34. 34. Drawing early lessons from these projects and from international experience, a Strategic Framework for PPPs was endorsed by Cabinet in December 1999, and in April 2000, Treasury Regulations for PPPs were first issued in terms of the Public Finance Management Act (Act 1 of 1999). By mid-2000, with technical assistance funding from USAID, GTZ and DIFID, the PPP Unit was established in National Treasury with five professional staff drawn from both the public and private sectors. PPP Unit today National Treasury's PPP Unit now comprises five cross-functional desks: Financial, Legal, Business Development, Project Evaluation, and Municipal, funded almost wholly by Treasury, with the remaining donor support phasing out in 2005. Each professional staff member gives hands-on technical assistance to a sector-specific (eg health, tourism, IT, accommodation) portfolio of registered projects, and each also gives his/her specialist (eg financial, legal, BEE) advice on every regulated PPP project at various phases in the PPP project cycle. All PPP Definition- PPP as a contract between a public sector institution/municipality and a private party, in which the private party assumes substantial financial, technical and operational risk in the design, financing, building and operation of a project. Two types of PPPs are specifically defined: where the private party performs an institutional/municipal function where the private party acquires the use of state/municipal property for its own commercial purposes A PPP may also be a hybrid of these types. Payment in any scenario involves one of three mechanisms
  35. 35. the institution/municipality paying the private party for the delivery of the service, or the private party collecting fees or charges from users of the service, or a combination of these PPPs are good for Black Economic Empowerment There are key features of PPPs that make them inherently excellent for achieving BEE objectives: The long-term nature of PPPs provides an opportune instrument to grow black equity and black management over time. Risk is clearly identified in PPPs, clearly costed and appropriately allocated, so black participants know in advance what they are committing to. The formation of private consortia in the form of special purpose vehicles (SPVs) for many PPPs facilitates long-term beneficial partnerships between new black enterprises and experienced, resourced companies - both as equity partners and in project management, and both at the private party SPV and subcontracting levels. Where government is the buyer of a service, and insofar as the service is provided to the agreed standards, there is a steady revenue stream to the private party, reducing risk to new black enterprises. Principal equity sponsors in a PPP are often also first-tier Subcontractors, building incentives for optimal risk management. PPPs provide significant subcontracting opportunities for black enterprises, where early cash-flow benefits can be derived as delivery commences. PPPs have far-reaching broad-based BEE potential: through the subcontracting and procurement mechanisms they can involve a full spectrum of large, medium and small enterprises, and bring tangible local economic development benefits to targeted groups of people. Return on equity to the private party is competitive where risk is properly assumed.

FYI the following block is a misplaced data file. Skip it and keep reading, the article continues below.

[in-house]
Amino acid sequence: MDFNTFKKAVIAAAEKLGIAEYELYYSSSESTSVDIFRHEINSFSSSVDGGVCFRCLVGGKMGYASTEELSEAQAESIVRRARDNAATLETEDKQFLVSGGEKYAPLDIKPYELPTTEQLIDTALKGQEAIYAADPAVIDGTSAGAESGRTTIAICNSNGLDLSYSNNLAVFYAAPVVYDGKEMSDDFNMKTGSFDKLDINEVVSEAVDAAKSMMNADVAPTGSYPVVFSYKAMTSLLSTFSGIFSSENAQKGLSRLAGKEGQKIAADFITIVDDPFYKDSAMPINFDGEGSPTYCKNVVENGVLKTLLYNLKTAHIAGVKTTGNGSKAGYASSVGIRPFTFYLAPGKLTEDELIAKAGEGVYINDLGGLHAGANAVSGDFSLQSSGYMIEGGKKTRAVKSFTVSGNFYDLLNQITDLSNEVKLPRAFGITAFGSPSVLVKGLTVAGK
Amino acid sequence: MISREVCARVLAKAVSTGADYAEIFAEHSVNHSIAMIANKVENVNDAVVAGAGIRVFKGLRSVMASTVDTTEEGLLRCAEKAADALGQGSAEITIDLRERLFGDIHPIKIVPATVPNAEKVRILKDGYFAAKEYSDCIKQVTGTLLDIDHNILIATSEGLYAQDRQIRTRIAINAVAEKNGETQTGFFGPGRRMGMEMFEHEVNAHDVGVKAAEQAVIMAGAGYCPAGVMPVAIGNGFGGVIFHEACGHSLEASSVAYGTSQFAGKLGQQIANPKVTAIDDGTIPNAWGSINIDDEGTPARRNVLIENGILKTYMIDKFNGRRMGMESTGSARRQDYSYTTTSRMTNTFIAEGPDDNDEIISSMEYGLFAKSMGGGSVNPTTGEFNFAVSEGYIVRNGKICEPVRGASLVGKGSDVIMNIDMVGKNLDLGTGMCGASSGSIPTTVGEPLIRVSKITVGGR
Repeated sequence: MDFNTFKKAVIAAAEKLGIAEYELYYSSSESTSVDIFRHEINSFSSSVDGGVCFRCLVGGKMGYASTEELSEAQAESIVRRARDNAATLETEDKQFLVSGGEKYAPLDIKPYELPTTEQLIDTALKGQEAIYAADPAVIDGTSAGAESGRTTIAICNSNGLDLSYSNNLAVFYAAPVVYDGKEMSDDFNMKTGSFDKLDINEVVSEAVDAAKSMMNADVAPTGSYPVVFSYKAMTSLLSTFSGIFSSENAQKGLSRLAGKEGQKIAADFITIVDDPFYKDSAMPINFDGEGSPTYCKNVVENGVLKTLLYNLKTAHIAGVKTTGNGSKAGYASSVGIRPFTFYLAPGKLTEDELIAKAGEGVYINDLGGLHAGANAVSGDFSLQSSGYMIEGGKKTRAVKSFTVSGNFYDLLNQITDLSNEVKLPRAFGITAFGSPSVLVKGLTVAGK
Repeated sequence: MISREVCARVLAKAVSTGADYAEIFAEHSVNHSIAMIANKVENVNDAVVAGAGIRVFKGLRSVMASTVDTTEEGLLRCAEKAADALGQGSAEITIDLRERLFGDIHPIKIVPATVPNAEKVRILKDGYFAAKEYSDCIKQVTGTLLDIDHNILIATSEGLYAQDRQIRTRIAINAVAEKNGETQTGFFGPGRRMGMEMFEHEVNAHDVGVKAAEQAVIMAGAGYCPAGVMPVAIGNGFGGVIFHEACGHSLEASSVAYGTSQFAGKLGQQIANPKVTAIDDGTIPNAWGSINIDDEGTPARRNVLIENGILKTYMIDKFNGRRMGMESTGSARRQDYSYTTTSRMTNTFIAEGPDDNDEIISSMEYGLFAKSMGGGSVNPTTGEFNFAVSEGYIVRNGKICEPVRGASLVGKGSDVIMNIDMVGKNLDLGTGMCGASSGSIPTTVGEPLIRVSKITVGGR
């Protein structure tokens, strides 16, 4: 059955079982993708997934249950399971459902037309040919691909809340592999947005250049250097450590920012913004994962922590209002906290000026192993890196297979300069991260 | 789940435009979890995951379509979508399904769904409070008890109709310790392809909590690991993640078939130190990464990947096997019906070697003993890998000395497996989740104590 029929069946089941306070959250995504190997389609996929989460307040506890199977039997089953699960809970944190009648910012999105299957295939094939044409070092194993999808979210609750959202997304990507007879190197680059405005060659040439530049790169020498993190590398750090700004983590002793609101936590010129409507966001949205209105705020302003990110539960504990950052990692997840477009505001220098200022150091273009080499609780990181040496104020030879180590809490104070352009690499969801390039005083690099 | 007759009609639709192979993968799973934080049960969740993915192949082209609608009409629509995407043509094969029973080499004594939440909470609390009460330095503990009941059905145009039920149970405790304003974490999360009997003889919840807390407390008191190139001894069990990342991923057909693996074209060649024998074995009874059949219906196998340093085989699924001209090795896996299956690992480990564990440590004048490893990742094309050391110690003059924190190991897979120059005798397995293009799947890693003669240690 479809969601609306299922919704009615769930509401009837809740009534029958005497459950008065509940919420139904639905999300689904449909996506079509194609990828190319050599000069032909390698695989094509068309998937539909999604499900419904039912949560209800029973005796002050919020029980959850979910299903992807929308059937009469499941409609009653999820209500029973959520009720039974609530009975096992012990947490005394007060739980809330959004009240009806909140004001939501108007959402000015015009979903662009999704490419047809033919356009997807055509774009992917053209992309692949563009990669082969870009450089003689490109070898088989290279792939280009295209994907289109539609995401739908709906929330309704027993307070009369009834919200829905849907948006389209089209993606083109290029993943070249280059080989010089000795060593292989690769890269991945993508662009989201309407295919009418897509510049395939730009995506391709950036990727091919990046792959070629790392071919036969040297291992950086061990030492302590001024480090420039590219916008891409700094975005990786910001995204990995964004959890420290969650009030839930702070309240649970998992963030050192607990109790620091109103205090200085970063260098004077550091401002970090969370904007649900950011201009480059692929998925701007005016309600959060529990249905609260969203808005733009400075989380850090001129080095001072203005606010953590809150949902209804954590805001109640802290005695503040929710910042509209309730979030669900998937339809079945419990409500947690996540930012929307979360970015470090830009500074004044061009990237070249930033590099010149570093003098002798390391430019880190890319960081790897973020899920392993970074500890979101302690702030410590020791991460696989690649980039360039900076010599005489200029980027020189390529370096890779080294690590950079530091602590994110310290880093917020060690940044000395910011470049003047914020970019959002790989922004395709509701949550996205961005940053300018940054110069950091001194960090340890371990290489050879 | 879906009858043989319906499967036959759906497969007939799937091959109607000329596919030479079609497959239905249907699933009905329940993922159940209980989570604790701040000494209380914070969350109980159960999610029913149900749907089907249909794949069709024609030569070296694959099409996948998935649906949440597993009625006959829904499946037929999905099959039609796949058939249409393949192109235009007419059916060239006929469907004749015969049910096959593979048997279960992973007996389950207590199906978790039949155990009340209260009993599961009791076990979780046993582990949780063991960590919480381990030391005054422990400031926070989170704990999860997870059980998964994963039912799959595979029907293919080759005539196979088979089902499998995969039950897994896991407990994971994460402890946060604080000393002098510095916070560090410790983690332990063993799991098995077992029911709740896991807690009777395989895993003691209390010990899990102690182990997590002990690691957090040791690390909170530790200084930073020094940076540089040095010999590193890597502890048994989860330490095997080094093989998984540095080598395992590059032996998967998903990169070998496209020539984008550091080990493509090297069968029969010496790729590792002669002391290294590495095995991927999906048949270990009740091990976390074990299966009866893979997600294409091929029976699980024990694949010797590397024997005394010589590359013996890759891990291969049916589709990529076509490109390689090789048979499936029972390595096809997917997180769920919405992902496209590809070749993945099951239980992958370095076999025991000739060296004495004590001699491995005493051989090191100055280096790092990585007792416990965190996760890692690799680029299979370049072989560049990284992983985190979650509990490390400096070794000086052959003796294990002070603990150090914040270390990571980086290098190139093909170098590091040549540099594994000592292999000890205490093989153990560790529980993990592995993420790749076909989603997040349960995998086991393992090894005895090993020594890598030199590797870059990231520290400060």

36. 36. There is an increasingly strong demand for black professionals as transaction advisors to both institutions and private parties in PPPs. CENTRALLY SPONSORED SCHEMES 1. DEVELOPMENT AND UPGRADATION OF AYUSH INSTITUTES/COLLEGES This is one of the Centrally Sponsored Schemes being implemented by the Department for Development of AYUSH Institutions. This Scheme has been in operation since last three plan periods and the present plan period. The scheme has following components:- (i) Development of UG colleges. (ii) Assistance to P.G. Medical Education (iii) Re-orientation Training Programme for AYUSH Personnel. (iv) Renovation and strengthening of Hospital wards of Govt./ Govt. aided teaching (v) Establishment of computer laboratory. (vi)Up-gradation of academy institutes to the status model Institutes of AYUSH. (i) Development of UG colleges. Assistance for equipment (Rs. 10 lakhs per college), library books (Rs. 2 lakhs per college), capital works (Rs. 50 lakhs per college) and a corpus fund Rs. 5 lakhs (one time assistance) is provided under the Development of UG College scheme. There is provision for another add-on component of Pharmacy and Nursing Education but the same would be implemented only after the Pharmacy and Nursing Education is regulated by statutory council. Only Govt./ Govt. aided colleges are eligible for assistance for capital The assistance under this scheme is to be provided only once in the 10th Plan period. (ii) Assistance to PG Medical Education